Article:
Moroccan cat rabies case reminds us prompt PEP (Post Exposure Prophylaxis) can save your life
Prophylaxis: treatment given or action taken to prevent disease – in this case a course of rabies jabs after exposure to the disease.
You can treat a bite from a rabid animal with a course of vaccinations. In the USA, the cost of a course of rabies immune globulin and four doses of vaccine over a 2 week period will normally cost more than $3,000 (cdc.gov). In the UK it will be free at the point of delivery.
You would not expect tourists to Morocco to be vaccinated against rabies so if you are bitten by a rabid cat you have to take prompt action and receive a post exposure course of vaccinations. People potentially exposed to rabies should be vaccinated against the disease before exposure (e.g. vet techs and veterinarians).
In this instance, the man concerned was a father of two: Omar Zouhri aged 58. He had joint UK and Morocco citizenship. He was visiting family in Mehdya. The same cat bit a young girl but she sought and received full and prompt local treatment, I understand, and survived.
Update one day later: Two children were bitten at the same time and both died we are told. Omar was bitten on Aug 30th and he died in a British hospital on Nov 4th. He was sedated and could not breath. After the bite he was given a tetanus injection but did not receive PEP until it was too late in England. He fought to the end but rabies is invariably fatal.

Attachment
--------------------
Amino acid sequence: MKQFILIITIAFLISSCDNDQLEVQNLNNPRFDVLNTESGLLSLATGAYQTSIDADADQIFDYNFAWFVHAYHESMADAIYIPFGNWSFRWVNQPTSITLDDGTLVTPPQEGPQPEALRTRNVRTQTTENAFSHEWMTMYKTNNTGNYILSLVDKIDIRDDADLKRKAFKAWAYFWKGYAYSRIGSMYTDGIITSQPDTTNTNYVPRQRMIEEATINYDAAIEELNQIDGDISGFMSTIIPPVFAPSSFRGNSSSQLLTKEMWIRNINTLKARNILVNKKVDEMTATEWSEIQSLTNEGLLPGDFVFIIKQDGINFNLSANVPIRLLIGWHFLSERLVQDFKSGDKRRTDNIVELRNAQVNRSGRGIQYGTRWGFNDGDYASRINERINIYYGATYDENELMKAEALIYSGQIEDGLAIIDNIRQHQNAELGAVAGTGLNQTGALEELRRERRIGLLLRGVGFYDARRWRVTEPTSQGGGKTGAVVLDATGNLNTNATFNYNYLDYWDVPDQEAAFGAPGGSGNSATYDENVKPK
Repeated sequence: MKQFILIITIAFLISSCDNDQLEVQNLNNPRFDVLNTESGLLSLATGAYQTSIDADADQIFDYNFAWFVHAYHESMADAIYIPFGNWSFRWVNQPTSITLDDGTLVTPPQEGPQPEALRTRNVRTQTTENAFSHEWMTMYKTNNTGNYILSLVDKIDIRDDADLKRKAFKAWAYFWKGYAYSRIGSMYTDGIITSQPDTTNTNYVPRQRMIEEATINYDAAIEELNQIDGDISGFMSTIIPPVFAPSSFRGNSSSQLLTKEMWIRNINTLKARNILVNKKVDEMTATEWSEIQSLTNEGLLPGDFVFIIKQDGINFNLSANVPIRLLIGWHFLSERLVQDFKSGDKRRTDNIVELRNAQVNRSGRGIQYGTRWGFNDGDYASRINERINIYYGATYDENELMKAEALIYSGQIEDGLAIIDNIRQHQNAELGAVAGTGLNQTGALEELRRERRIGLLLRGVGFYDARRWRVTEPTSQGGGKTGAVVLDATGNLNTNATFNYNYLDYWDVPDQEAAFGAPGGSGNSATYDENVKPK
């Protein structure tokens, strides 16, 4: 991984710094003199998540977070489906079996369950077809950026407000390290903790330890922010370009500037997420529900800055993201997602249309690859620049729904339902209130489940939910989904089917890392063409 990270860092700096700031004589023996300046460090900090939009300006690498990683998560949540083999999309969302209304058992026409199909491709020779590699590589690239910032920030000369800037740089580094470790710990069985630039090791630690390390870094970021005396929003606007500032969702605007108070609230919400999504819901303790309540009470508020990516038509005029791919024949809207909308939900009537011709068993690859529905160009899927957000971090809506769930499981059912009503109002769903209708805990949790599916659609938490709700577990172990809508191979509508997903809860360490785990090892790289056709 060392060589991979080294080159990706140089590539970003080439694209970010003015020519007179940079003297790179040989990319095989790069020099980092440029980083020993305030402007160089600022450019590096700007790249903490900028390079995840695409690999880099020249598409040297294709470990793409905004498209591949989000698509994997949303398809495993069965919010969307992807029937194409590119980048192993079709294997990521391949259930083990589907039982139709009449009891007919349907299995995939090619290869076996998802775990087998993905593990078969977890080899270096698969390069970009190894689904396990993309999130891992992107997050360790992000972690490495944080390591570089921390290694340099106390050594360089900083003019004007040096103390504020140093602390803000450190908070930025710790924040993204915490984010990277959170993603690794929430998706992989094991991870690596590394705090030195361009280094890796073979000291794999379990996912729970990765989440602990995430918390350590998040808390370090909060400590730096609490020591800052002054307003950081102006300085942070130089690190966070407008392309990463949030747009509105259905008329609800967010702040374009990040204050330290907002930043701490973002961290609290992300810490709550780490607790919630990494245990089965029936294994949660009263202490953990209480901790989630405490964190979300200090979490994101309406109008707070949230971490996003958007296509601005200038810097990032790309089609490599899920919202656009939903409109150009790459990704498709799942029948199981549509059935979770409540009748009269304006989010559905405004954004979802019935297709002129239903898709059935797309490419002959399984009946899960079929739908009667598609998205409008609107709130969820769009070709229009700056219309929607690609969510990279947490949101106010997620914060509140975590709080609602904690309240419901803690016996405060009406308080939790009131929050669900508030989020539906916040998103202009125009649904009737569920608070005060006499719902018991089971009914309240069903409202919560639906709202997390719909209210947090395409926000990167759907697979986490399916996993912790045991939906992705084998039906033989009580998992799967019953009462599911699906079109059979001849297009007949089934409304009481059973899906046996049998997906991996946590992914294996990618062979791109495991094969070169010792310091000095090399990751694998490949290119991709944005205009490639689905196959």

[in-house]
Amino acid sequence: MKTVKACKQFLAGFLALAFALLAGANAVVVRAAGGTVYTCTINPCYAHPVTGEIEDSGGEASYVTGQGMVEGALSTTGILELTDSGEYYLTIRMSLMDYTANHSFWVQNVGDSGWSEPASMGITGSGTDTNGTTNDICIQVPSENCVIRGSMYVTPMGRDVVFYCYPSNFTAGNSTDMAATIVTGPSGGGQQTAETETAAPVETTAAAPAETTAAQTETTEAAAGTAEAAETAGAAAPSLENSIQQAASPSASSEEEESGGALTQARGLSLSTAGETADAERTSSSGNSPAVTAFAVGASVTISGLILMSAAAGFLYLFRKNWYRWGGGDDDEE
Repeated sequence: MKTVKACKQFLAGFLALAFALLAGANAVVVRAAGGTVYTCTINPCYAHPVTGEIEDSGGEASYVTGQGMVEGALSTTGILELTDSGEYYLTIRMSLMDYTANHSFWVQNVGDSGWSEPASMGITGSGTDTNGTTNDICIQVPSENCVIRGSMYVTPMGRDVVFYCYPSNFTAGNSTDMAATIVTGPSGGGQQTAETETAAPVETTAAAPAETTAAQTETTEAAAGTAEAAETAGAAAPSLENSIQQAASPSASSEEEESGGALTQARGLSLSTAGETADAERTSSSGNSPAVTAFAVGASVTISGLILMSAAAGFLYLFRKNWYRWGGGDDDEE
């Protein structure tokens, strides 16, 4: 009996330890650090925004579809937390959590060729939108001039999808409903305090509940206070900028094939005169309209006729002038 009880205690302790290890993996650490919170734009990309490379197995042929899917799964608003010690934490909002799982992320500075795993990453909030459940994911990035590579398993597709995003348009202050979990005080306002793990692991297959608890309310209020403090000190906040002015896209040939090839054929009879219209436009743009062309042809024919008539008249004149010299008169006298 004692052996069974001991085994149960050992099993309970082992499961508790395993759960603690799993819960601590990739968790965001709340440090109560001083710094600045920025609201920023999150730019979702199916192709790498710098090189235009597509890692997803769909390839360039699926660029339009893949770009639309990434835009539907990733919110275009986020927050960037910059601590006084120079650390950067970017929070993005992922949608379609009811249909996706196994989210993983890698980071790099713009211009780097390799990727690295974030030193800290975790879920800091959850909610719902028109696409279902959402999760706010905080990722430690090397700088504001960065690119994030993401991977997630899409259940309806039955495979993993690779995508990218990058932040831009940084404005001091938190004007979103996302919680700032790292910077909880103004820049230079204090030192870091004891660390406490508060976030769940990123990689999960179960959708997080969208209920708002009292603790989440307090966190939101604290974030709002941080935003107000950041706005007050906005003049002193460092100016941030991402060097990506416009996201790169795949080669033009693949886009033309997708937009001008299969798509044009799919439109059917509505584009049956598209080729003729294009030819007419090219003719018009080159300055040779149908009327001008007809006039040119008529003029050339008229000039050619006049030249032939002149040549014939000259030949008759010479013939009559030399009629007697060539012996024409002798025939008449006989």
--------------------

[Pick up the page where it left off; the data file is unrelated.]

Omar was treated in Morocco but did not receive anti-viral drugs (PEP). Prompt care includes cleaning the wound and PEP is required to avoid being fatally infected.
Mary Ramsay of Public Health England said:
“…you must wash the wound or site of exposure with plenty of soap and water and seek medical advice without delay”.
It is believed that Omar did not receive PEP until too late.
“Rabies….vaccination after infection can be effective…It depends how soon it is done and also where the patient is bitten.”
There is more time to vaccinate post exposure if the bite is on the foot compared to the neck.
It takes three weeks to three months for the symptoms to appear. During this time the vaccinations can prevent illness.
In the UK nowadays all people infected with rabies have contracted the disease abroad. The last person to be infected inside the UK was in 1902.